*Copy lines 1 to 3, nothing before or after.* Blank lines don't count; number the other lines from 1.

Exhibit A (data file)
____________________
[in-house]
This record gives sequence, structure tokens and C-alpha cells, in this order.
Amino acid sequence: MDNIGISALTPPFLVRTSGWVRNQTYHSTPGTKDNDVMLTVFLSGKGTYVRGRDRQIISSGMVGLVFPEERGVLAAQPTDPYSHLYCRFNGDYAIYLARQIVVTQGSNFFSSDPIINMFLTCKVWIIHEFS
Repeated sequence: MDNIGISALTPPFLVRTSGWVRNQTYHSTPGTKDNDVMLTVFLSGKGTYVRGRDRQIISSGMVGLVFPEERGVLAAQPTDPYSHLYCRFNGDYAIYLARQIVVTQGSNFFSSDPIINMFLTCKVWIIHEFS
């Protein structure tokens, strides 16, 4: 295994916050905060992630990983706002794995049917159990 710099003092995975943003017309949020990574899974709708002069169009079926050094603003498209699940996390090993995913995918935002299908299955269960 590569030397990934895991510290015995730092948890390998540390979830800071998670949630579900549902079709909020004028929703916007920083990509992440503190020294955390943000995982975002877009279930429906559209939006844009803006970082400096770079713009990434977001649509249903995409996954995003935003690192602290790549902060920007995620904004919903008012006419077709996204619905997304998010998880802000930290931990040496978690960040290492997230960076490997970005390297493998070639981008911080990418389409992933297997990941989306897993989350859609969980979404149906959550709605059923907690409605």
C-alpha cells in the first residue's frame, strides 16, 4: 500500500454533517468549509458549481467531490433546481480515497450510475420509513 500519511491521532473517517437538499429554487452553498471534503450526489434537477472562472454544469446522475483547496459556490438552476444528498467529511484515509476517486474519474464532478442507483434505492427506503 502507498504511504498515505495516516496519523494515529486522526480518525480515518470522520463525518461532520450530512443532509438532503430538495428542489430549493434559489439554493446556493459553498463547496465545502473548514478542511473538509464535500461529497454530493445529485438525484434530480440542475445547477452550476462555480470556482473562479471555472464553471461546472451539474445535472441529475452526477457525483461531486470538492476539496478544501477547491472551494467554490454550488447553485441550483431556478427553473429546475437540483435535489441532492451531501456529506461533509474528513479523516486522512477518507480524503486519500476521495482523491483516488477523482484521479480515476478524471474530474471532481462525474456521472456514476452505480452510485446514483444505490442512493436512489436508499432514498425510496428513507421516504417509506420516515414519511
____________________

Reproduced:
[in-house]
This record gives sequence, structure tokens and C-alpha cells, in this order.
Amino acid sequence: MDNIGISALTPPFLVRTSGWVRNQTYHSTPGTKDNDVMLTVFLSGKGTYVRGRDRQIISSGMVGLVFPEERGVLAAQPTDPYSHLYCRFNGDYAIYLARQIVVTQGSNFFSSDPIINMFLTCKVWIIHEFS